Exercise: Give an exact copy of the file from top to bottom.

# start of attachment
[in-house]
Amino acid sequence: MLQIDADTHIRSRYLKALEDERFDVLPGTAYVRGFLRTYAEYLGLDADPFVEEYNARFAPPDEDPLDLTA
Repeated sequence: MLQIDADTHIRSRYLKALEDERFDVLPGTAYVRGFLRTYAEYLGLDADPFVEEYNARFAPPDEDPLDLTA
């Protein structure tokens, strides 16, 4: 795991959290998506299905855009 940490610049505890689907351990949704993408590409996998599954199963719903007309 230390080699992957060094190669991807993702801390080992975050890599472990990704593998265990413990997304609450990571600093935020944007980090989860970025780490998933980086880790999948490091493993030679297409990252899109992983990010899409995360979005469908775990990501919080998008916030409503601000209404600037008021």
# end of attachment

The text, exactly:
[in-house]
Amino acid sequence: MLQIDADTHIRSRYLKALEDERFDVLPGTAYVRGFLRTYAEYLGLDADPFVEEYNARFAPPDEDPLDLTA
Repeated sequence: MLQIDADTHIRSRYLKALEDERFDVLPGTAYVRGFLRTYAEYLGLDADPFVEEYNARFAPPDEDPLDLTA
């Protein structure tokens, strides 16, 4: 795991959290998506299905855009 940490610049505890689907351990949704993408590409996998599954199963719903007309 230390080699992957060094190669991807993702801390080992975050890599472990990704593998265990413990997304609450990571600093935020944007980090989860970025780490998933980086880790999948490091493993030679297409990252899109992983990010899409995360979005469908775990990501919080998008916030409503601000209404600037008021």